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  1. #1
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    Default Screen Glare and cameras/phones

    I see so many great pictures on various sites by hikers and others outdoors. I wonder how you deal with screen glare while trying to compose pictures outdoors. With most smart phones and cameras it is a guess as to the composition of the scene will be with glare on the screen. Can one even find a camera with a "viewer" on it?

  2. #2
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    Default

    Most phones suck in full sun. I've had great luck with my Samsung Galaxy S5. My son likes his S7's screen. Pick your phone carefully.
    I'm not lost. I'm exploring.

  3. #3

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    I was a professional photographer for 44 years - now retired for the past three years - and, just to answer your question, all my cameras have viewers on them. I have never taken a photo with a phone and, likewise, I've never made a phone call from a camera.

    Of course, that's the wise-ass view.

    The real-world view goes more like this: Any imaging device has limitations. (Nothing is as good as the human eye when it comes to capturing light.) Cellphone cameras have more limitations than most because of the crappy plastic lens and the tiny light capturing chip inside.

    Internal software saves their bacon by processing the image to be acceptable for viewing on other digital devices. That image manipulation is really quite good because for all the shortcuts that manufacturers take, cellphone images should be positively awful. But they aren't. You'd really never want to make a large print from a cellphone image but most people don't make prints anymore, so there ya go.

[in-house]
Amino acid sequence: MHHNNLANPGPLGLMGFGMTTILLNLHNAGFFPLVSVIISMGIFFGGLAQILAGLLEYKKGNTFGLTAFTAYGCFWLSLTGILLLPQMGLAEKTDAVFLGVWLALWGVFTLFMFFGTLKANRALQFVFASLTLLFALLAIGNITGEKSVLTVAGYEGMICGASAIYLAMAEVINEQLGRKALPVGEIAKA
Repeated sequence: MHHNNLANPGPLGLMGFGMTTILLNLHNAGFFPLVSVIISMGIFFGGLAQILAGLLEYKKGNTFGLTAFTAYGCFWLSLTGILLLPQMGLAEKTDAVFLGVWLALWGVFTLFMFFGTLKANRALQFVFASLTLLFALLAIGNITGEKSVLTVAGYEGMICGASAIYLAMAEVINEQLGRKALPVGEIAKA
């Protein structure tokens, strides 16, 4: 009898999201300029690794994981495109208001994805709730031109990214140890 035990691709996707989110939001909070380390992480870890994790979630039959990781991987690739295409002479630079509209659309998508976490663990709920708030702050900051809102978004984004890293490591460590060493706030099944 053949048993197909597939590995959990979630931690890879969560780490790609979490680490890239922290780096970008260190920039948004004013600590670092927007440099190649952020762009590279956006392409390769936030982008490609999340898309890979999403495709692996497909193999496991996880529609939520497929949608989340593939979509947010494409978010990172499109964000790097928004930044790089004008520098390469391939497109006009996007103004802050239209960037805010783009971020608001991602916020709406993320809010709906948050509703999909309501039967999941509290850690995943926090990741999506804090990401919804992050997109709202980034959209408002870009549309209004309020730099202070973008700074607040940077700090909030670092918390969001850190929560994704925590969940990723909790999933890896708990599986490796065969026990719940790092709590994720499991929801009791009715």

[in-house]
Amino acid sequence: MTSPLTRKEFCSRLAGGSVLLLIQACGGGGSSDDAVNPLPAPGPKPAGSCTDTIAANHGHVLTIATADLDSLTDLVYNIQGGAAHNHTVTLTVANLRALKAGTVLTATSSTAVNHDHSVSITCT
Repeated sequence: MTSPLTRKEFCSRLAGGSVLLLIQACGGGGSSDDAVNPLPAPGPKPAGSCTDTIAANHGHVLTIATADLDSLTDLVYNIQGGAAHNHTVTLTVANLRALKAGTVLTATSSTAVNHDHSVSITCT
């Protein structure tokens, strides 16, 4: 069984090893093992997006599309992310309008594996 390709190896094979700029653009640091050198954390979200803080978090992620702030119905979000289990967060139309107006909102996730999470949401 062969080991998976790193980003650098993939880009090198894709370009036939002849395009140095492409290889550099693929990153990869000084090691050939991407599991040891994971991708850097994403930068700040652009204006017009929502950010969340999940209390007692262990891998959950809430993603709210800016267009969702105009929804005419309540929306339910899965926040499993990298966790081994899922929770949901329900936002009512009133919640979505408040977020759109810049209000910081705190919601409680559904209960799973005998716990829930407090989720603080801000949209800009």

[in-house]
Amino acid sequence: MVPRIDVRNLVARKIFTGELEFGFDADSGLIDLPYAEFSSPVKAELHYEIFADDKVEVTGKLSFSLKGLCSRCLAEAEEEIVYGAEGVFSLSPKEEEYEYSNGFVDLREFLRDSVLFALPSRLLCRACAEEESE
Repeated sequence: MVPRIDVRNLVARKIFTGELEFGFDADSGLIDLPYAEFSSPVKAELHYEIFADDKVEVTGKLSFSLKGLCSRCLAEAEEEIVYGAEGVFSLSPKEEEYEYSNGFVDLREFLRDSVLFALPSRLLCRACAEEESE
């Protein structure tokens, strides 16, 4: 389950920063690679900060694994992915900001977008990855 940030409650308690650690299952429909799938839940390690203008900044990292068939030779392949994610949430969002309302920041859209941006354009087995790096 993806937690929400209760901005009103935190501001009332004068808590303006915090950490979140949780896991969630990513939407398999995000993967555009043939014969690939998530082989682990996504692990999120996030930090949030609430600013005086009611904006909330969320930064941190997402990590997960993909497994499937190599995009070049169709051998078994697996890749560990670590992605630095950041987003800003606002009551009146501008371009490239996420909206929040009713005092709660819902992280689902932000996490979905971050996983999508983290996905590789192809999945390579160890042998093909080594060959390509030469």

Staring at a reflective screen from an arm's length away in the bright sun while trying to compose a photo is just another one of a cellphone's many limitations. (Not being able to control the shutter speed or f-stop or the white balance or a dozen other things are limitations as well.)

    But cellphones make up for all their deficiencies by being handy.

    The decline in what the general public considers to be acceptable image quality helps a bit, too. But that's the age we live in: Same thing goes with audio and roof repair and plumbing and landscaping and hip surgery and craft beers. (Especially craft beer.) Good enough is now suddenly good enough.

    So you pick your poison.
    Last edited by Knee Jerk; 03-07-2018 at 20:00.
    It's not a camera - it's a tiny little chip, embedded in a smartphone, hiding behind a crummy plastic lens. It's not a camera.

  4. #4
    Registered User Venchka's Avatar
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    Default

    Lots of digital cameras have electronic viewfinders. B & H Photo sells all of them online. Best Buy sells a few in their stores.
    For the price of an iPhone you can get a fairly small high quality digital Point & Shoot camera with sophisticated controls, viewfinder and tilt viewing screen.
    They are not approved by the Ultralight Police.
    Wayne

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